The oldest boy is playing basketball this winter. I am happy to report he appears to have a brighter future as a basketball player than he does as a soccer player. For one thing, he’s taller than most of the other kids. Now if he would just learn that he’s allowed to jump for a rebound, he’d be on the road to stardom.
My son’s team is made up of role players. On a team of 1st and 2nd graders, every kid (my boy included) is convinced his role is to shoot the ball as often as possible in each game. If this means picking up his dribble, taking a large hop to one side, then resuming his dribble in the clear, in order to get a better shot, then that’s just the strategy adopted. Passing the ball to a teammate is the last resort, only to be considered when one is in danger of being crushed by five closing defenders.
It occurred to me that if I were the coach of such a team, I would tell the boys, “If you want to win games, you’ve got to work as a team.” Upon thinking this, I realized I would say no such thing, and for one simple reason: Nobody wins games in our league. There are no winners or losers, just a bunch of elementary schoolers running around the gym, each craving the chance to add to the number of baskets he’s scored.
Nobody keeps score. Officially. Some of the parents keep it quietly in their heads. The kids try to keep it, but their tallies vary widely. They are much more precise at counting the number of points they have scored individually, which bodes ill in this team sport.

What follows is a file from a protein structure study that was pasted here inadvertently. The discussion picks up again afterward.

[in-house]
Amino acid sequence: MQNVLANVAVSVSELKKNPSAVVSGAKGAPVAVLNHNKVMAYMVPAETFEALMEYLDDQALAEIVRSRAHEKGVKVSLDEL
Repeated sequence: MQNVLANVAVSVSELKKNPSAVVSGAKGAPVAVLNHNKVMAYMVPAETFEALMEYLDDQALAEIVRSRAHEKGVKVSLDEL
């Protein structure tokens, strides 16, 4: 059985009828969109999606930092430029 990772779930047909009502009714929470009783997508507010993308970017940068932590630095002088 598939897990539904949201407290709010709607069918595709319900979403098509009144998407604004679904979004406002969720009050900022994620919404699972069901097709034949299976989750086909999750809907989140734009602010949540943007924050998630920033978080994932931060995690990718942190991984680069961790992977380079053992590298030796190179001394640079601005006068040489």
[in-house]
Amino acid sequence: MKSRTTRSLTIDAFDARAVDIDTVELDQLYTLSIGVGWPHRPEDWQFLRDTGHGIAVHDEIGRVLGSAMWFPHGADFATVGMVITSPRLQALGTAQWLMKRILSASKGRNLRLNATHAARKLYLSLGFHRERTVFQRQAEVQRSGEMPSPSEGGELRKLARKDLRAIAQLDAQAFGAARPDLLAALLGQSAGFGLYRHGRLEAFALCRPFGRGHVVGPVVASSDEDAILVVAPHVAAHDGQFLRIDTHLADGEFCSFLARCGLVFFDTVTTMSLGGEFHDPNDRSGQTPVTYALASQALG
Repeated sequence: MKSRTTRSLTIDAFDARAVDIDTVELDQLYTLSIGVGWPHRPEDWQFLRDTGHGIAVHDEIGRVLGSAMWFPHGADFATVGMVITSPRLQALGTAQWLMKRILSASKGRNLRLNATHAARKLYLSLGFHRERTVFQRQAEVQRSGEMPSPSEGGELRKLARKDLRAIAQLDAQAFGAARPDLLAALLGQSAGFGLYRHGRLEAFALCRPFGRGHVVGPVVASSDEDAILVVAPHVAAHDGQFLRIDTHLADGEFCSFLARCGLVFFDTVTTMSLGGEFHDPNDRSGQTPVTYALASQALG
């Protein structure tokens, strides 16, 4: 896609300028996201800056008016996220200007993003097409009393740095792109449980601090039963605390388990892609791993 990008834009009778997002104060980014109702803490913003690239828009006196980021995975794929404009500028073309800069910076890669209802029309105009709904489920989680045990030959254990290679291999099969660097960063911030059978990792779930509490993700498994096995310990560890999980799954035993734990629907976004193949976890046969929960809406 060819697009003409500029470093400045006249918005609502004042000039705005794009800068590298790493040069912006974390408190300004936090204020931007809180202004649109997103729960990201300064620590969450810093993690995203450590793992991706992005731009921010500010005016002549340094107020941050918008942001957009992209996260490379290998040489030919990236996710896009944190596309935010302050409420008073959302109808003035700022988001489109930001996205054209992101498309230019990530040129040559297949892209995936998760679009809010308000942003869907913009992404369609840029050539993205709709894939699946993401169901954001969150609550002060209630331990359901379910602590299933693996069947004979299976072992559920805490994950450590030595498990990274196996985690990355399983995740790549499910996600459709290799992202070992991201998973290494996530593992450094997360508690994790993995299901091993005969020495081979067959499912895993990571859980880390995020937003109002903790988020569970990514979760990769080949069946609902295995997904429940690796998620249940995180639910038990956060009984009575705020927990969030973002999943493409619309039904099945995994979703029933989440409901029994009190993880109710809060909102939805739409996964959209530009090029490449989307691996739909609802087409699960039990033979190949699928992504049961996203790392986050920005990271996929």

Not keeping score is society’s admission that it no longer trusts parents to teach sportsmanship. There may be good reasons for this lack of trust, but it is a mournful admission just the same. It means society doesn’t trust itself to produce humans that are, on balance, kind people. That’s too bad, because nothing improves that doesn’t trust itself.
In our league, and probably most leagues like it, we have limited the chances of gloating, hurt feelings, and the other disappointing aspects of competition. In doing so, we have limited the opportunity to experience the inspiration of contributing to a team effort, and the ideal of putting the team’s success ahead of one’s own. Is the tradeoff worthwhile? Can they make up for lost teamwork concepts when they’re older? I’ll have a more fully developed opinion on that in a few years.
Meanwhile, there are rumors that the refs are going to crack down on traveling and double dribbles. This has to keep the coaches up at night. I would much rather have to teach these kids good sportsmanship, citizenship, civics, and probably even advanced mathematics than how to resist the urge to shuffle a few feet to the right to get a clear shot at the hoop.